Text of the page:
It has been found that in order to produce cured polyurethane bead bond layers which have optimal low-temperature flexibility, exterior durability, and a reduced tendency to yellow, it is preferred to use linear diols and aliphatic diisocyanates to prepare the isocyanate-terminated polyurethane polymer. A particularly preferred linear diol is polycaprolactone having a formula weight of between about 500 and 2,000, preferably between 500 and 1,000. Particularly preferred aliphatic diisocyanates include 4,4'-methylene-dicyclohexyl diisocyanate, cyclohexane-1,4-diisocyanate, hexamethylene-1,6-diisocyanate, isophorone diisocyanate, trimethyl hexamethylene diisocyanate, methyl cyclohexyl diisocyante, and tetramethylene-1,4-diisocyanate.

The equivalent ratio of polyisocyanate to polyol may vary between a slight excess of polyisocyanate to a large excess of polyisocyanate, i.e. from an equivalent ratio of about 1.01:1.00 NC/OH, to an equivalent ratio of about 4.00:1.00 NCO/OH. Preferably the equivalent ratio of NCO/OH is 2:1.

Additionally, it is preferred that a typical urethane synthesis catalyst be used to prepare the isocyanate-terminated polyurethane polymer. Exemplary catalysts are disclosed by Doyle in "The Development and Use of Polyurethane Products," supra. Preferred catalysts are those which do not promote trimerization of the diisocyanate such as tin, zinc, manganese, cobalt and zirconium compounds. Tertiary amines may also be used if they meet the nontrimerization requirement. Metal catalysts of tin and zinc are particularly preferred, with a combination of zinc and particularly preferred, with a combination of zinc 2-ethylhexoate and dibutyl tin dilaurate being most preferred.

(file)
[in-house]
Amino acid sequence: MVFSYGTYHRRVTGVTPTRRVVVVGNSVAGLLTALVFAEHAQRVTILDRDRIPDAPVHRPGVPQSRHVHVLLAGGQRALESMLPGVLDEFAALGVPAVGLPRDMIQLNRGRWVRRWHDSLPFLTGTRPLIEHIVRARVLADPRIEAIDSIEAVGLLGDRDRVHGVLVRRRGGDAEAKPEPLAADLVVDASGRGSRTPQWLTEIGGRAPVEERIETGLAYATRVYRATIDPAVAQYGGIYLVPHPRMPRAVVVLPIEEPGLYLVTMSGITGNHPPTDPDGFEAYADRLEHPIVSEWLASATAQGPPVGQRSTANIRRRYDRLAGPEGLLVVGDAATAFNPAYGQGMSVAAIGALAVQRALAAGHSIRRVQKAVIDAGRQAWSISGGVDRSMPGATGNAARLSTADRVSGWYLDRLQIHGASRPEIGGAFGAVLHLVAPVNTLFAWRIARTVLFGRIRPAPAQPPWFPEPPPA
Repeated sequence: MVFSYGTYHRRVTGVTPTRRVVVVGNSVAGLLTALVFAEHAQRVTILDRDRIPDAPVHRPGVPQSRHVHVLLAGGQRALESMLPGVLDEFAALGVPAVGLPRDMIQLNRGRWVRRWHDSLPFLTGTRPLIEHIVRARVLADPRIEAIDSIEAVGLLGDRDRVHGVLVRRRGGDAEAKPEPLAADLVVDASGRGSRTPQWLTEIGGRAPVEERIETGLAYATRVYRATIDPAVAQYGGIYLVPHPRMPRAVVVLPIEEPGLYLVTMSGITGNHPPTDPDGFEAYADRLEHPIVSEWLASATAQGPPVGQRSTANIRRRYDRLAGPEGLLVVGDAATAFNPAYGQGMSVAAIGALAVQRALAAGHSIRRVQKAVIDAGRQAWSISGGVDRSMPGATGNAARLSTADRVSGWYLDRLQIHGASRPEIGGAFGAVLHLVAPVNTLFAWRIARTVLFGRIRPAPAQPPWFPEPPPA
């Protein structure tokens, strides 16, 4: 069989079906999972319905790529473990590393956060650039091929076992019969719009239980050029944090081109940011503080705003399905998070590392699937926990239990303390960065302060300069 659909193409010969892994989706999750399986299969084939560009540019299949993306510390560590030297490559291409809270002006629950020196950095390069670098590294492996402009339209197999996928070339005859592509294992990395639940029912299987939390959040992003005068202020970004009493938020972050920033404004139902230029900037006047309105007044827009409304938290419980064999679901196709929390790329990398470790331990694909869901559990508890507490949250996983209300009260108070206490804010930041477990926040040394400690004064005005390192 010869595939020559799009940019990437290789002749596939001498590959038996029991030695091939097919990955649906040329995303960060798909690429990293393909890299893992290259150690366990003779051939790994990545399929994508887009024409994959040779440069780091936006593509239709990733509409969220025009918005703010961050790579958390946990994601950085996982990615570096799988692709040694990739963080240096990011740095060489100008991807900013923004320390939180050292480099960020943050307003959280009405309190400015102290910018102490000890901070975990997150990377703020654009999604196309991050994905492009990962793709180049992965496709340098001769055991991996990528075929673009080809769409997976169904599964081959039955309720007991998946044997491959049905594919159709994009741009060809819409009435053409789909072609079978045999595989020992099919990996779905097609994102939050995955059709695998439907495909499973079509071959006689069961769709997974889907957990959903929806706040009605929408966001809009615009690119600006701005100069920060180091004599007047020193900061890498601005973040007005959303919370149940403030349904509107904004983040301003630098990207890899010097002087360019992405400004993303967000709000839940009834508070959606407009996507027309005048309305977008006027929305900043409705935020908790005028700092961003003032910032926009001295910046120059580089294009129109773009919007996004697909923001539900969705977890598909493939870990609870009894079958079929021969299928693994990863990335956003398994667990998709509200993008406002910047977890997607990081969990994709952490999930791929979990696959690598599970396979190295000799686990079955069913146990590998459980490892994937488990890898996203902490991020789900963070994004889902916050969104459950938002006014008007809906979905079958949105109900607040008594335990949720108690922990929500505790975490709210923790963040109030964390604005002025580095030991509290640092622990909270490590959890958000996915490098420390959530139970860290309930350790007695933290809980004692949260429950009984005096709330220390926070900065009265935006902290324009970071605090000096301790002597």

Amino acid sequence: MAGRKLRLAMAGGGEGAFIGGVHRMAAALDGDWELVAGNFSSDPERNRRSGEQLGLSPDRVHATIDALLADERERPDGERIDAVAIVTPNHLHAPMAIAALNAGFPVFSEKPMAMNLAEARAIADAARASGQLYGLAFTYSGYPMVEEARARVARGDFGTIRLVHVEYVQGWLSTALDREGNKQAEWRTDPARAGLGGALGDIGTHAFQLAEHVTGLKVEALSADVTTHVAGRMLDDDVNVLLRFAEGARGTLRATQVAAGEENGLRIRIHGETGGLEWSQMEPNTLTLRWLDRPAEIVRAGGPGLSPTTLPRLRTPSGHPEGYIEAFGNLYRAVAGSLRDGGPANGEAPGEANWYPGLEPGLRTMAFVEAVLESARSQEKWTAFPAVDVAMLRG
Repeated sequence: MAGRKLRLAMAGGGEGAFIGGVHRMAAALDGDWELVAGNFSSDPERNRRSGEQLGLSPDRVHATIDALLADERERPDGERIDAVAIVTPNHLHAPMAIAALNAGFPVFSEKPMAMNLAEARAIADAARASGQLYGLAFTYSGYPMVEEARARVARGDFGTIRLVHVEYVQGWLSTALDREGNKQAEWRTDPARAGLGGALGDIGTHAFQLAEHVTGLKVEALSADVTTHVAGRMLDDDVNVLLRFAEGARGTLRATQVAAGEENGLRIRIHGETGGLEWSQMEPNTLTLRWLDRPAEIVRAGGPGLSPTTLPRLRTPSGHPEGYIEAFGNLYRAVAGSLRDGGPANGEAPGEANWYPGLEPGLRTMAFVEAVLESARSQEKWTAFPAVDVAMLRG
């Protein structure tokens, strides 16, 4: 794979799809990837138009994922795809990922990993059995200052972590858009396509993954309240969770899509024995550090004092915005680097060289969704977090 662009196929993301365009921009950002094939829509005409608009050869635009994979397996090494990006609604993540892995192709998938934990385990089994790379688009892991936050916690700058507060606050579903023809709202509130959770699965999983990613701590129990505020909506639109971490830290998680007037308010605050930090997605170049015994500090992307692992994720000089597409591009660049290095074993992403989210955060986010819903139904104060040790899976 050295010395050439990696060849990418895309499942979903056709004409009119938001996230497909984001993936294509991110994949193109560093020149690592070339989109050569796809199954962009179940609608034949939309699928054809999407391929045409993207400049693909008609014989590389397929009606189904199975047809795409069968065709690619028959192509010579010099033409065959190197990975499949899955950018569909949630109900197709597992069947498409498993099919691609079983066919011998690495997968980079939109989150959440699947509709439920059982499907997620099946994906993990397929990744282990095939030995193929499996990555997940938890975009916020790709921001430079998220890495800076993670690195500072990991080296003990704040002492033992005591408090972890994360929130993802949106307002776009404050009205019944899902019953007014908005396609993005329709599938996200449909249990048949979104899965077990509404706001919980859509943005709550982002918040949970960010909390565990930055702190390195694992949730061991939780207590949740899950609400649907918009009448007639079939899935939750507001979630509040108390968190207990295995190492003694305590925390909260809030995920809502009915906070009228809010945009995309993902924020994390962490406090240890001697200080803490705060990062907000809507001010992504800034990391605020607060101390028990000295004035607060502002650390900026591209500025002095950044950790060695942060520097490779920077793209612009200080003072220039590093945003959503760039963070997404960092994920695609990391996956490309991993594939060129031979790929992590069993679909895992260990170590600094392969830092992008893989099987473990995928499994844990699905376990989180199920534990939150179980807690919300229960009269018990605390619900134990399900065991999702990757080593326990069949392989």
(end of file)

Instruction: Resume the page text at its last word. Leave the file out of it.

It is preferred that the urethane synthesis catalyst be present in a range from about 0.01 percent to 2.0 percent by weight based on the solids content of the formulations, with the concentration of 0.05 percent by weight being more preferred. For optimum physical strength of the cured polyurethane films it is most preferred to use a catalyst which is a combination of 0.05 percent by weight tin and 0.15 percent by weight zinc.

If desired, a solvent which is inert to the reaction, such as benzene, toluene, xylene or similar unreactive hydrocarbons may be present in the reaction mixture in a concentration of up to about 50 parts by weight of solids. The inclusion of a nonreactive solvent is, of course, not desired where a composition having 100 percent solids is to be prepared. If a solvent is used it should be sufficiently low boiling so that it will vaporize when coated onto a surface in a thin film. Preferred solvents include 2-ethoxyethyl acetate, 2-(2-ethoxy)ethoxyethyl acetate, 2-butoxyethyl acetate, toluene, xylene, ethyl acetate, butyl acetate, amyl acetate, other similar esters, ketones, chlorinated solvents, nitroaliphatic solvents, dioxane, and the like.